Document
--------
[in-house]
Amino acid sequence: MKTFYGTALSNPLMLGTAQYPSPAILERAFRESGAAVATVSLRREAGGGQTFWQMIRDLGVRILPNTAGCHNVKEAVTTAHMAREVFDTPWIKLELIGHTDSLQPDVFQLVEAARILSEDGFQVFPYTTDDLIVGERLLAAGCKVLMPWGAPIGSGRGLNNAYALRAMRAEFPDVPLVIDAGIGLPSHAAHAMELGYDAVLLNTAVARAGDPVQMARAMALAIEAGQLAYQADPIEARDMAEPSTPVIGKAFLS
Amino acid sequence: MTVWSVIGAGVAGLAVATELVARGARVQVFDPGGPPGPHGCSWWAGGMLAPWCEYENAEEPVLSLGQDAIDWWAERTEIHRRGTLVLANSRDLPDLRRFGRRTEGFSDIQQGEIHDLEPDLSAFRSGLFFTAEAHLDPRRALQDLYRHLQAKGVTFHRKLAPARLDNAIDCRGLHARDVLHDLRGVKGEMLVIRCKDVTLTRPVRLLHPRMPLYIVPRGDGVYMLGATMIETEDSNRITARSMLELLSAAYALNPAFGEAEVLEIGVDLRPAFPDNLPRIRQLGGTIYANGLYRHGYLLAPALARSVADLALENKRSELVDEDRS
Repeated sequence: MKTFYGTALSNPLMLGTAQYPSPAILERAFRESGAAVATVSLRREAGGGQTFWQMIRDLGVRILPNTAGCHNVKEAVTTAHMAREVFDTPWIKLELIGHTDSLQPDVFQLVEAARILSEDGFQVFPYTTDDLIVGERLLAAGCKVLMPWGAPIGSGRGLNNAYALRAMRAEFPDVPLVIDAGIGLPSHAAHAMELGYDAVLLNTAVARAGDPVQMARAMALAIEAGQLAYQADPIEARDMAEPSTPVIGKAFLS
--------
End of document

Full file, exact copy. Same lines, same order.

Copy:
[in-house]
Amino acid sequence: MKTFYGTALSNPLMLGTAQYPSPAILERAFRESGAAVATVSLRREAGGGQTFWQMIRDLGVRILPNTAGCHNVKEAVTTAHMAREVFDTPWIKLELIGHTDSLQPDVFQLVEAARILSEDGFQVFPYTTDDLIVGERLLAAGCKVLMPWGAPIGSGRGLNNAYALRAMRAEFPDVPLVIDAGIGLPSHAAHAMELGYDAVLLNTAVARAGDPVQMARAMALAIEAGQLAYQADPIEARDMAEPSTPVIGKAFLS
Amino acid sequence: MTVWSVIGAGVAGLAVATELVARGARVQVFDPGGPPGPHGCSWWAGGMLAPWCEYENAEEPVLSLGQDAIDWWAERTEIHRRGTLVLANSRDLPDLRRFGRRTEGFSDIQQGEIHDLEPDLSAFRSGLFFTAEAHLDPRRALQDLYRHLQAKGVTFHRKLAPARLDNAIDCRGLHARDVLHDLRGVKGEMLVIRCKDVTLTRPVRLLHPRMPLYIVPRGDGVYMLGATMIETEDSNRITARSMLELLSAAYALNPAFGEAEVLEIGVDLRPAFPDNLPRIRQLGGTIYANGLYRHGYLLAPALARSVADLALENKRSELVDEDRS
Repeated sequence: MKTFYGTALSNPLMLGTAQYPSPAILERAFRESGAAVATVSLRREAGGGQTFWQMIRDLGVRILPNTAGCHNVKEAVTTAHMAREVFDTPWIKLELIGHTDSLQPDVFQLVEAARILSEDGFQVFPYTTDDLIVGERLLAAGCKVLMPWGAPIGSGRGLNNAYALRAMRAEFPDVPLVIDAGIGLPSHAAHAMELGYDAVLLNTAVARAGDPVQMARAMALAIEAGQLAYQADPIEARDMAEPSTPVIGKAFLS